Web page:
At physiological maturity, the G1 and G9 genotypes had 81 and 79% higher CAP and CTOT content than the rest of the materials. Likewise, it was the G9 that registered the highest content of DIH (Table 5). At commercial maturity, it was observed that the G1 genotype was the one that presented the highest values of CAP and CTOT (p≤ 0.05), since, on average, it had 82 and 83% greater content in these studied characters than in the other materials.

These results indicate that the degree of hot between the different materials was varied, since there were differences of 2.83 mg g-1 of CTOT between the genotypes with the highest and lowest pungency in commercial maturity. In this regard, Gurung et al. (2011) indicate that the genetics of the species still, over the environmental conditions, is the one that assumes the main role in the synthesis and accumulation of capsaicinoids, in addition, other studies have reported that some materials of the chinense species tend to be more pungent that annuum (Sanatombi and Sharma, 2008), as occurred in the present investigation, in which Habanero (G1) was generally the most hot among all the species studied.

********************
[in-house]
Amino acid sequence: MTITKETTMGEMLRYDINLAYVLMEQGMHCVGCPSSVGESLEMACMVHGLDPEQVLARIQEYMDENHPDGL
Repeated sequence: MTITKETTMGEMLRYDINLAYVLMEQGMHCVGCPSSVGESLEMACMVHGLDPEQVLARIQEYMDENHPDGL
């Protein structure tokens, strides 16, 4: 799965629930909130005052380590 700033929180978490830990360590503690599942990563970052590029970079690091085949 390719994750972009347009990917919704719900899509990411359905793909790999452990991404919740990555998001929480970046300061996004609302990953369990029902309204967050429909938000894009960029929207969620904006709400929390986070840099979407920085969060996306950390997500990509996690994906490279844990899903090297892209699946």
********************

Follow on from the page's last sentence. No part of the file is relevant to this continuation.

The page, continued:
The analysis of the 10 genotypes in the two stages of maturity of the chili fruits indicated that the content of CAP and CTOT in G1 and G8, exhibited significantly greater variation when changing from one condition of maturity to another (Table 6). A similar behavior was observed in DIH for G6 and G8, which indicates the degree of response that some materials show when evaluated under different conditions (Gurung et al., 2011), although also, the accumulation of capsaicinoids depends on the age and stage of fruit development (Estrada et al., 1998), as observed in this work, where the content of CAP and CTOT in the G1 genotype was 36 and 35% higher during commercial maturity than in the physiological one.